By Chris Lane
By Jeff Balke
By Aaron Reiss
By Angelica Leicht
By Dianna Wray
By Aaron Reiss
By Camilo Smith
By Craig Malisow
Now Mormons have led companies like eBay and Black & Decker and Marriott. They sit on powerful senate committees and teach in Ivy League schools. As The New York Times recently noted, it's been a breathtaking journey from the radical fringes to the conservative center.
As the conference continues, a former Utah Supreme Court justice rises to talk about the life of Joseph Smith, the founder of the faith, urging us to follow his example of sacrifice and obedience. Another speaker talks about our charge to help the poor and the needy.
During the two-hour session, no one mentions the polygamists in Eldorado. There is no call to urge the State of Texas to respect the religious beliefs of fundamentalist Mormons.
I'm not surprised. Since the Mormon church renounced polygamy, it has done everything possible to distance itself from the practice. But like a scab that won't heal, the church's past keeps festering.
As the story in Eldorado becomes a national obsession, the Mormons I attend church with in Plano never talk about our shared history with the Fundamentalist Church of Jesus Christ of Latter Day Saints, or our shared beliefs. No one mentions polygamy. Rather, we worry that the media isn't distinguishing enough between the Mormons and the FLDS. "The other day on The View, Whoopi Goldberg asked how many wives Mitt Romney had," my wife tells me, incredulously. "And she was serious."
I understand the reaction, but as the story develops I begin to feel a kinship with these polygamists. I watch an anchor on CNN explain how law enforcement agents raided the compound with semiautomatic weapons drawn. I read news reports that detail how children wailed as they were ripped from the clutches of their parents. And I am moved when I learn that men of the community fell to their knees and wept as police stomped through their temple, desecrating what the polygamists considered a holy place.
I see parallels between their plight and the persecution early Mormons experienced. What's more, I begin to explore some of my own unresolved issues with the history of polygamy in my church, and in my family. While most of my Mormon friends want to distance themselves from the FLDS, I feel drawn to their story.
Eldorado sits 45 miles south of San Angelo, in a remote and desolate corner of West Texas. Most of its 2,000 residents work in the oil fields or in agriculture. As I look at a Texas map on a hot night in May, I can see why the FLDS picked the town to build a new Zion. It's in the middle of nowhere.
As I drive through the night, I recall what I know about the FLDS. They arrived in Texas five years earlier, when a man came into Eldorado looking for lots of land. His name was David Allred, and he said he wanted to build a corporate hunting retreat on the old Isaacs Ranch north of town.
It didn't take long for the locals to realize that something about Allred's story wasn't right. Before long, big log cabins were going up, followed by a cement plant, a grain silo and a medical clinic. In March 2004, an anti-polygamy activist named Flora Jessop traveled to Eldorado to hold a press conference that attracted about 50 reporters, some coming from as far away as Salt Lake City. Raised in the sect, she said she had 28 brothers and sisters who still lived in the FLDS stronghold along the Utah/Arizona border. Since her escape, she had dedicated her life to exposing the evils of the sect, which had broken from the mainstream Mormon church in 1930.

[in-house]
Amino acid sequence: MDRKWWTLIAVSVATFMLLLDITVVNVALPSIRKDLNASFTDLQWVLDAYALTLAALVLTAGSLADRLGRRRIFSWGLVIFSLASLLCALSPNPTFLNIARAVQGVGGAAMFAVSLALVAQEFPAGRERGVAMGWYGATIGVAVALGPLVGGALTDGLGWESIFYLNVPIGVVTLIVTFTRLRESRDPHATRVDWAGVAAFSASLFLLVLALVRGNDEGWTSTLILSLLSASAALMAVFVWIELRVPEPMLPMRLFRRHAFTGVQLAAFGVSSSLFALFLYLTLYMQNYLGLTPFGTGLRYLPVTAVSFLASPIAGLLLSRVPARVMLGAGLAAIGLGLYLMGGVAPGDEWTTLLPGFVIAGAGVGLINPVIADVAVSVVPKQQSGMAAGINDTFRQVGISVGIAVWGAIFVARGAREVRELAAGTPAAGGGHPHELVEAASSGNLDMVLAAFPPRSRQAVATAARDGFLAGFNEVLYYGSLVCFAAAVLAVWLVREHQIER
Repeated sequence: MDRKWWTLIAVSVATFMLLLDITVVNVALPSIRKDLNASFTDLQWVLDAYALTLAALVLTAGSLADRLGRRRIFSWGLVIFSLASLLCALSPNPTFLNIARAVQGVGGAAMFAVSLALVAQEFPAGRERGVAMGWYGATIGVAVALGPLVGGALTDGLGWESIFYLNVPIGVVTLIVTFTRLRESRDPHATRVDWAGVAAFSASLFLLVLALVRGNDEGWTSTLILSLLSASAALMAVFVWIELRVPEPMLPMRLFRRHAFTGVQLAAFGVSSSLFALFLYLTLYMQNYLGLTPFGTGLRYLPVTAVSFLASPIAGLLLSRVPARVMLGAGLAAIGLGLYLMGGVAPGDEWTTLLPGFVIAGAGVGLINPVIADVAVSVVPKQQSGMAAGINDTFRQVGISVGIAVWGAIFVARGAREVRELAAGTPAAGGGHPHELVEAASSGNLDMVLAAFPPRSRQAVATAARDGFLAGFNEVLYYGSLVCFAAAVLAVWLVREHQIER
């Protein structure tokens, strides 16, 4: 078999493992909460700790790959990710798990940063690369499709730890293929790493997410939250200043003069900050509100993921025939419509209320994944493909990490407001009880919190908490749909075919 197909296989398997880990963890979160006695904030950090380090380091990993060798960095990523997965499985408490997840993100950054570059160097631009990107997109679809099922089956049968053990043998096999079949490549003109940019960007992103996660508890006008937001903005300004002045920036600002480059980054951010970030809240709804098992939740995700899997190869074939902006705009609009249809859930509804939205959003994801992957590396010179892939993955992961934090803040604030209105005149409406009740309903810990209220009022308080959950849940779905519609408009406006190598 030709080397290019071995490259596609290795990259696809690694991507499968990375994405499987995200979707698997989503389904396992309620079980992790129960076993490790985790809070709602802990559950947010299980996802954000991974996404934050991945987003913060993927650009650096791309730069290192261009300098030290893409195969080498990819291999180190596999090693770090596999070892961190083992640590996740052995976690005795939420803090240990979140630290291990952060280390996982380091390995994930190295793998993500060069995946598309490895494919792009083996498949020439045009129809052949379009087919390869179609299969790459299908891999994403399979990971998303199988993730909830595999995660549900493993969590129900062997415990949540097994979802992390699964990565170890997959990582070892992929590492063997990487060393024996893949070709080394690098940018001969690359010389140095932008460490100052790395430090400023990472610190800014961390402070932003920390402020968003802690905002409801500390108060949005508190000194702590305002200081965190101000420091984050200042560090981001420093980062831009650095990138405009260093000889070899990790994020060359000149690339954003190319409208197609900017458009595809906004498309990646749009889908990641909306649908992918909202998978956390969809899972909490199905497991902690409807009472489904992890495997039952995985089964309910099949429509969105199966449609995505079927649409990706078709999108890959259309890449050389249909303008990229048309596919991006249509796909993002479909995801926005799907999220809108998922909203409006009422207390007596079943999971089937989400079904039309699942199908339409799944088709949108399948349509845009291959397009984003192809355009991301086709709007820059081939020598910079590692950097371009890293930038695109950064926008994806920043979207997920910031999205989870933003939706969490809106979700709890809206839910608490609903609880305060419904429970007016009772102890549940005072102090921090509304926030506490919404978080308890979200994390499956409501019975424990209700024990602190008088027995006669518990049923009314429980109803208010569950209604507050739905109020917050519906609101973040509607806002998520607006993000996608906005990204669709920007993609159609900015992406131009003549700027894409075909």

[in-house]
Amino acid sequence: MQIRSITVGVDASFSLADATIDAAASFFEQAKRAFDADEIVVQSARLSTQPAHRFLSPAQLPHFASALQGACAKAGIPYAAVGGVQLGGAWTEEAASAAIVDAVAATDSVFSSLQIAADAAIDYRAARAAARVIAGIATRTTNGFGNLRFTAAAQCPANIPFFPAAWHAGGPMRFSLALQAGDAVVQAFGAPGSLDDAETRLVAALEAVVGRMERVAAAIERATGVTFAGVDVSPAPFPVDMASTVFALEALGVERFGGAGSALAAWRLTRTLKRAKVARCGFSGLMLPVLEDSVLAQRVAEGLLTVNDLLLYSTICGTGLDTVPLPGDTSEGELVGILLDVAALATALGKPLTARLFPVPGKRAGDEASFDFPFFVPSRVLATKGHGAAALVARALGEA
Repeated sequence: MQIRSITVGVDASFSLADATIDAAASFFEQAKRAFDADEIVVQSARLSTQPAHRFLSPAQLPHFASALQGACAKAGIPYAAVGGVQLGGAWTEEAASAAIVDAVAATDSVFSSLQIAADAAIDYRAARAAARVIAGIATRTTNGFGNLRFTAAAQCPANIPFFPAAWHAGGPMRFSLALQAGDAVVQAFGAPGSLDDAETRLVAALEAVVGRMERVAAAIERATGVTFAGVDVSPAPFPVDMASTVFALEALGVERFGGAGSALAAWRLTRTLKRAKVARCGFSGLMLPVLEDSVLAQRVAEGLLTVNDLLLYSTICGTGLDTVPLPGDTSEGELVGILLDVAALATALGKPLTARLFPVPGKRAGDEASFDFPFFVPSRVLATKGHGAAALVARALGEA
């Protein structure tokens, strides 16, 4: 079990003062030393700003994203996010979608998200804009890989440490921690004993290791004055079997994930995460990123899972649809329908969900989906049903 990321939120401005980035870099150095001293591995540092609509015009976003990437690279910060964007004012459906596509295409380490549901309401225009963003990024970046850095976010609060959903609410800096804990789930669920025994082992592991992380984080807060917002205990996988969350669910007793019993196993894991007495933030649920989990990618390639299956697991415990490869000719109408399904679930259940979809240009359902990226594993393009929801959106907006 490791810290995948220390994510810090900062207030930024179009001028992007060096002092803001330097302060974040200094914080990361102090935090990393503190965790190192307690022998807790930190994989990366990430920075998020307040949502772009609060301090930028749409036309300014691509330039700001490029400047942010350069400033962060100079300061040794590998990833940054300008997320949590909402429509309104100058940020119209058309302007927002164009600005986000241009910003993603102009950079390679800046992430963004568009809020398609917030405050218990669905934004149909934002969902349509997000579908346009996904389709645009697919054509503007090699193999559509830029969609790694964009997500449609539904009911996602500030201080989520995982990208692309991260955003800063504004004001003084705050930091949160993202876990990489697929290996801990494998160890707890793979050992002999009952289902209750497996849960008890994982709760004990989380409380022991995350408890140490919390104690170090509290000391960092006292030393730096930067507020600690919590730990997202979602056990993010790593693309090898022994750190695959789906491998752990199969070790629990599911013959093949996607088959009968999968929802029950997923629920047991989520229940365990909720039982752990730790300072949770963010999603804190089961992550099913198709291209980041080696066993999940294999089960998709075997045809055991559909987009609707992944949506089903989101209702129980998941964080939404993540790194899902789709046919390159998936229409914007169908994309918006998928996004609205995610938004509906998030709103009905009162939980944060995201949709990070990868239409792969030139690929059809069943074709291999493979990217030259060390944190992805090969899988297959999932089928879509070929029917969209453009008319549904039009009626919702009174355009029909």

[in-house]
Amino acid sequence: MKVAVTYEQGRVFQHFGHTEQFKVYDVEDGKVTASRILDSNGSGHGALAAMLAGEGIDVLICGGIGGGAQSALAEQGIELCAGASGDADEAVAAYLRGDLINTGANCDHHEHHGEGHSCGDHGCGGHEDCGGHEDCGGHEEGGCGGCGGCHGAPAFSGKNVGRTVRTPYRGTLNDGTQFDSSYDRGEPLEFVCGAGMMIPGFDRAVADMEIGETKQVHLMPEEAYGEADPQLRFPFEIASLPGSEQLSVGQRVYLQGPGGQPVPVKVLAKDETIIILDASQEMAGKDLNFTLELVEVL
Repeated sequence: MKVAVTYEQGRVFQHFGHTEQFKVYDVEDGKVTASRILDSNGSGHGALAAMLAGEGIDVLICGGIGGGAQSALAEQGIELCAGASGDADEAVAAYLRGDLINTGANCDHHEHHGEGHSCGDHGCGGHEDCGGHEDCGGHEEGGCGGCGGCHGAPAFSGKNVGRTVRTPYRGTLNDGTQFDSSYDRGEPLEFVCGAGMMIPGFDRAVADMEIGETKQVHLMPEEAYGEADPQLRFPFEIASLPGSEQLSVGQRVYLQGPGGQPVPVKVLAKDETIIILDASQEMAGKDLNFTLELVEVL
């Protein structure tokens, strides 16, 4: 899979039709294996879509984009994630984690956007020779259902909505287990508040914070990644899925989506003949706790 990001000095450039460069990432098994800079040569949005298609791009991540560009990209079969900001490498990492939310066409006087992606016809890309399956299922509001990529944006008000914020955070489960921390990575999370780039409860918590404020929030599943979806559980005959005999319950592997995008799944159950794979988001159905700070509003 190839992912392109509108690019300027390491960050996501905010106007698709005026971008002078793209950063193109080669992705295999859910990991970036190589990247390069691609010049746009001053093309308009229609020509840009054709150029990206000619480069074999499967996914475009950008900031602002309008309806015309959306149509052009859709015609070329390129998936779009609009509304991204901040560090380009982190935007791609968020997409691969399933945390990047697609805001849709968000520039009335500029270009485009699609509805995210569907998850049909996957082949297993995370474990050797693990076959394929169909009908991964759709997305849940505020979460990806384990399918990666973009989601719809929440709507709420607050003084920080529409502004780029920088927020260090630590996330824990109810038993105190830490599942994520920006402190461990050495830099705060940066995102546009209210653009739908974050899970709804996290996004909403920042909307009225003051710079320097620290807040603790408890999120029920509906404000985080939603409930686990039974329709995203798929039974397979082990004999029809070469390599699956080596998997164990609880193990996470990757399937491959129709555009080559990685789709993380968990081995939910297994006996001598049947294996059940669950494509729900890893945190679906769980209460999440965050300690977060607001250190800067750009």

The FLDS, Jessop maintained, practically owned the sister cities of Hildale, Utah, and Colorado City, Arizona. The mayor, the police chief — pretty much every official in town — practiced polygamy, and for more than 70 years the sect had successfully skirted bigamy laws, marrying second, third and fourth wives in secret spiritual marriages state officials could not prove.
Where once Utah and Arizona officials had looked the other way, media attention driven by Jessop and others was forcing officials to find new ways to go after the polygamists. The group's leader, a man named Warren Jeffs, was wanted on charges of child rape. When these states began seizing FLDS property and assets to pay for delinquent taxes, Jeffs sent some of his most loyal followers to Texas to build a new community.
The locals made no secret that they didn't want the polygamists in their town. In a May 2004 Dallas Observer article, town residents were openly hostile to the newcomers, suggesting that frontier justice wasn't out of the question.
The town's sheriff, David Doran, pled with residents to remain calm. "I know there's a lot of hype and hysteria right now, but everyone needs to know that we are on top of things," he told The Eldorado Success. "...At this time we have no evidence of any wrongdoing associated with the ranch. If and when we have evidence that a law has been broken out there, we won't hesitate to act."
The if-and-when came last March when the Texas Department of Family and Protective Services, the umbrella for Child Protective Services, received a call alleging that a 16-year-old girl named Sarah was being physically and sexually abused at the ranch.